Huge improvements in student attendance and achievement will only be made through huge improvements in school programming that make students actually care about coming to class, Cash said. A big part of getting students to achieve is getting them enrolled in schools that make them care about education.
Schools without admission standards need strong interest areas or career themes to keep students engaged and motivated to return each day, he said.
He suggested that such programming be related to solar energy, medical device manufacturing, biologistics, biotechnology and allied health professions. All are emerging industries in Buffalo and programs that he wants business and community leaders to help the district launch.
“Because of my experience, because of my background,” he said, “we can try a lot of things quickly if I get support from the board and from the buy-in of these impact figures in the community.”
Cash also said he would like to see new technology invested in areas where achievement data clearly shows a need. For instance, he said, the recent state grant of $1.75 million to help struggling schools with technology needs will be invested in more online programs to help high school students who are behind earn the credits they need.
Dismissing the concept of incremental progress, Cash said his desire to see 80 percent of students reach proficiency on state tests and having 100 percent of students graduating from school within five years are goals he has shared with all district leaders.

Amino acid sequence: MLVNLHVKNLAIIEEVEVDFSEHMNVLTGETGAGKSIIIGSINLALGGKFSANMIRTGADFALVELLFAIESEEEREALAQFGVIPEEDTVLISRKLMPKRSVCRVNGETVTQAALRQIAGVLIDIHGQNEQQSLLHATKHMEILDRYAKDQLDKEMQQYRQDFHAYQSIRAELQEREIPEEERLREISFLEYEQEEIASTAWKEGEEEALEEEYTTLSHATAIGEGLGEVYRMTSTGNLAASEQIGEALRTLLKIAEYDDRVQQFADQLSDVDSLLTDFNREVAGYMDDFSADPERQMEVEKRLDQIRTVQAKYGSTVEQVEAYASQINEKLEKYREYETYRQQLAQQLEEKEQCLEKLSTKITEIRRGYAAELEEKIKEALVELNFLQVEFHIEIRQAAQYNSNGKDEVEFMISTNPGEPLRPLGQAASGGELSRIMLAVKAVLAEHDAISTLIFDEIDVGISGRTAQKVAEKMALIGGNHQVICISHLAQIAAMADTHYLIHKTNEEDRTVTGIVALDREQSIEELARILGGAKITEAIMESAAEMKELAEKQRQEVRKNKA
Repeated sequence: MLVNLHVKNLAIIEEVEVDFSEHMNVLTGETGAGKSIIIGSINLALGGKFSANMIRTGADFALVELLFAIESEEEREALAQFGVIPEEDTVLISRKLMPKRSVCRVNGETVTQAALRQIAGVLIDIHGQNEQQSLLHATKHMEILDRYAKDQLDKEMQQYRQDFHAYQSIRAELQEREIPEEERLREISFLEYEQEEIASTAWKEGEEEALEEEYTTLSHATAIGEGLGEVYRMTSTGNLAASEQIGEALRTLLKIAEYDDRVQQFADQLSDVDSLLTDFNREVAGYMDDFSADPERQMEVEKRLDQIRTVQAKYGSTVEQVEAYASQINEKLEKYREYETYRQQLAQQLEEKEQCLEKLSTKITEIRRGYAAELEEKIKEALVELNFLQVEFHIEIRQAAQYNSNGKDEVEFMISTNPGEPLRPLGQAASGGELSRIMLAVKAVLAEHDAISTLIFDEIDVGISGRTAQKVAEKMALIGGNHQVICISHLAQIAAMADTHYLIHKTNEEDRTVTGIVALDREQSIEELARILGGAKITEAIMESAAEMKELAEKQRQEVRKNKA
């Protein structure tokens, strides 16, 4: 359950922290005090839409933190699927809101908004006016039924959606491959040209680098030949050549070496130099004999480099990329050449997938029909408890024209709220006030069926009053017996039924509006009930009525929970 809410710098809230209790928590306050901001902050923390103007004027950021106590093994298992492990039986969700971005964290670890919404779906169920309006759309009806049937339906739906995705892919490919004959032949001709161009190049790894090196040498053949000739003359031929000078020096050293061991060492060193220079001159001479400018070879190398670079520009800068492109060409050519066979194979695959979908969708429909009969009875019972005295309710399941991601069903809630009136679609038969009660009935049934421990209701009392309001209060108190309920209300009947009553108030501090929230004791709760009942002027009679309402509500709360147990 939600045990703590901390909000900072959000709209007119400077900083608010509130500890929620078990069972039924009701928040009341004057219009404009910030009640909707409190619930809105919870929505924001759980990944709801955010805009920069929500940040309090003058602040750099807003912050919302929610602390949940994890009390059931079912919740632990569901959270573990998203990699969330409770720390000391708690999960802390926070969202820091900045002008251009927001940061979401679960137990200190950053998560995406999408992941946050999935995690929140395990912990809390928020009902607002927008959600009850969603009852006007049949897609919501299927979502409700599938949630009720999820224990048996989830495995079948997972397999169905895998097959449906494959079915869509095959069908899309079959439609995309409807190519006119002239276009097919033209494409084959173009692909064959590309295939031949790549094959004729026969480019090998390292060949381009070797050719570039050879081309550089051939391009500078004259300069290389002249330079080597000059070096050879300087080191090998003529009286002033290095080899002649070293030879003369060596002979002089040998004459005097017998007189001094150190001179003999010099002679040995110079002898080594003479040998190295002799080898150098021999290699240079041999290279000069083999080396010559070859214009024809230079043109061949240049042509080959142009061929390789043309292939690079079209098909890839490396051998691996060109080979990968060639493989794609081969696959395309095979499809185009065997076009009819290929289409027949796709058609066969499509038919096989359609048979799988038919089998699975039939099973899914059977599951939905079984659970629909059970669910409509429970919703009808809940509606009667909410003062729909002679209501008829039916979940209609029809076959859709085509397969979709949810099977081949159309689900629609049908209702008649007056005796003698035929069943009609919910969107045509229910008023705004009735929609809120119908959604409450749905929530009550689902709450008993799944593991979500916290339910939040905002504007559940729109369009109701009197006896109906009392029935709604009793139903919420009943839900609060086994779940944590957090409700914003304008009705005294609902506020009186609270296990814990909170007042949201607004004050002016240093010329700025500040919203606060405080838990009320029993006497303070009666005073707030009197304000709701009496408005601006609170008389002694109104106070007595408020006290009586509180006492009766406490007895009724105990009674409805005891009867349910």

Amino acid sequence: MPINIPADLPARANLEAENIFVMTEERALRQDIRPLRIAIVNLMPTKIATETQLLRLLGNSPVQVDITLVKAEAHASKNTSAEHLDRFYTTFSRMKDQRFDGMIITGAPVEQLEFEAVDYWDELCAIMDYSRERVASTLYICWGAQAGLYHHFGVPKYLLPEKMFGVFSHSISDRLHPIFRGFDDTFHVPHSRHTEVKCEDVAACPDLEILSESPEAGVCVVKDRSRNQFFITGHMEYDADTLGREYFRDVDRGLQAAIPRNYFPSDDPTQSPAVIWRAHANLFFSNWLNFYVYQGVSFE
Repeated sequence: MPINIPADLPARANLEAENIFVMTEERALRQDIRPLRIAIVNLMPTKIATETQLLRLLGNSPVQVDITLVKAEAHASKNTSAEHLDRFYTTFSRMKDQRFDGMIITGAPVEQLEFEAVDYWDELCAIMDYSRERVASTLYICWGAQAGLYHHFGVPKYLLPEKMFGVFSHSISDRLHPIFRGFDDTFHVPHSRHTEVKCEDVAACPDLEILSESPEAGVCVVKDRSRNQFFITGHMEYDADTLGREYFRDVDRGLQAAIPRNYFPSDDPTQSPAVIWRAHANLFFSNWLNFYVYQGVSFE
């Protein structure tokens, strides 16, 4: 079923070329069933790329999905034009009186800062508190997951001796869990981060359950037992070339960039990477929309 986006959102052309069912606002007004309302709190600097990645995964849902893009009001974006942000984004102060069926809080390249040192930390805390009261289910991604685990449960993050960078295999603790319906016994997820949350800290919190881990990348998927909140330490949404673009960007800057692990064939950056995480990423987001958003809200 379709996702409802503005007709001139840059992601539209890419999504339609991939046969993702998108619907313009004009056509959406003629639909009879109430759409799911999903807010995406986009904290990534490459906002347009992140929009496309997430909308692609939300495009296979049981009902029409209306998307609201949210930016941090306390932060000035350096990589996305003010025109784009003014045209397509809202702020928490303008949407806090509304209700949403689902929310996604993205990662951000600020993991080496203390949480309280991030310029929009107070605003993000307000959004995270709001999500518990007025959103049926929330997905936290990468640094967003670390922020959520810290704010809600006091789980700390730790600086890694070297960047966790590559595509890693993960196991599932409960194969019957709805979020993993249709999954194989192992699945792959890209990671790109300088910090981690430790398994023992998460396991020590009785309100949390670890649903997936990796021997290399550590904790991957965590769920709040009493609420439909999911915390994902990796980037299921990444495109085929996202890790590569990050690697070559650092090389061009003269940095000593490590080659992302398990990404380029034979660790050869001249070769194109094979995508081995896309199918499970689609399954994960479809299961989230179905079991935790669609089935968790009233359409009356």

“That has to be the goal,” he said. “If you set the bar any lower, you’re going to get lower.”
Cash also said he has no problem with launching big programs midyear – including this school year – and dismissed the idea of starting out with modest pilot programs, task forces and studies. In the past, he said, he has launched everything from virtual schools to prep academies this way. His philosophy is to try a lot of things, based on best practices, and see what works and is worth keeping.
“Time is short. Time is moving,” he said, snapping his fingers. “There’s always urgency, with me, around this work.”
Cash also is dissatisfied with how the district is run and said that accountability has not been enough of a focus within the administration. That must change, he said.
“I’m working on the staffing of Central Office and making sure it’s an effective organization,” he said. “It has not been effective, in my mind, to get the results it has gotten over this long time.”
Instead of having multiple people responsible for multiple components of a project, he said, for every new program that is rolled out, he will have a “lead” staff person responsible for making sure it works. That person will report directly to him.
The idea of “change management” is a hard one to adjust to, he said, but it’s necessary. Until now, he said, there has been no one held singly responsible for following through on major programs and making sure they thrive. That’s not a model for district improvement.
“The lead, then, is responsible to me for following up,” he said, “for making sure these things happen all year long.”
With a teachers contract that expired more than a decade ago and new receivership powers that allow the superintendent to make contractual changes at struggling schools, Cash needs to handle negotiations on two fronts. And his remarks about the agreement suggest he will be tough in pushing through drastic changes.